alexa The role of autophagy in mammalian development: cell makeover rather than cell death.
Genetics & Molecular Biology

Genetics & Molecular Biology

Journal of Molecular Biomarkers & Diagnosis

Author(s): Cecconi F, Levine B

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Abstract Autophagy is important for the degradation of bulk cytoplasm, long-lived proteins, and entire organelles. In lower eukaryotes, autophagy functions as a cell death mechanism or as a stress response during development. However, autophagy's significance in vertebrate development, and the role (if any) of vertebrate-specific factors in its regulation, remains unexplained. Through careful analysis of the current autophagy gene mutant mouse models, we propose that in mammals, autophagy may be involved in specific cytosolic rearrangements needed for proliferation, death, and differentiation during embryogenesis and postnatal development. Thus, autophagy is a process of cytosolic "renovation," crucial in cell fate decisions.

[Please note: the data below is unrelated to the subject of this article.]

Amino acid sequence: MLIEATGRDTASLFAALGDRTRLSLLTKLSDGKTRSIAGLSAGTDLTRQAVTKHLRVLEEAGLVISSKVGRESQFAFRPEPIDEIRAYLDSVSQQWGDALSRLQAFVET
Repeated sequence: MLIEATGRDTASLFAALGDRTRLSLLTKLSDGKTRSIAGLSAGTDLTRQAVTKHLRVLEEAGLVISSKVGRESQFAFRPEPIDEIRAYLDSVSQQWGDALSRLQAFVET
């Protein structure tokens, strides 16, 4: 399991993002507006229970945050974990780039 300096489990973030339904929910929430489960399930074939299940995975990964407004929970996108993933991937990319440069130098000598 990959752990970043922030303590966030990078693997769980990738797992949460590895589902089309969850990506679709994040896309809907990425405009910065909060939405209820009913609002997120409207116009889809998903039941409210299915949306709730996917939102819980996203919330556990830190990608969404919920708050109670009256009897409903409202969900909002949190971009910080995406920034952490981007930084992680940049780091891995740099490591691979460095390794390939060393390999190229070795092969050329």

This article was published in Dev Cell and referenced in Journal of Molecular Biomarkers & Diagnosis

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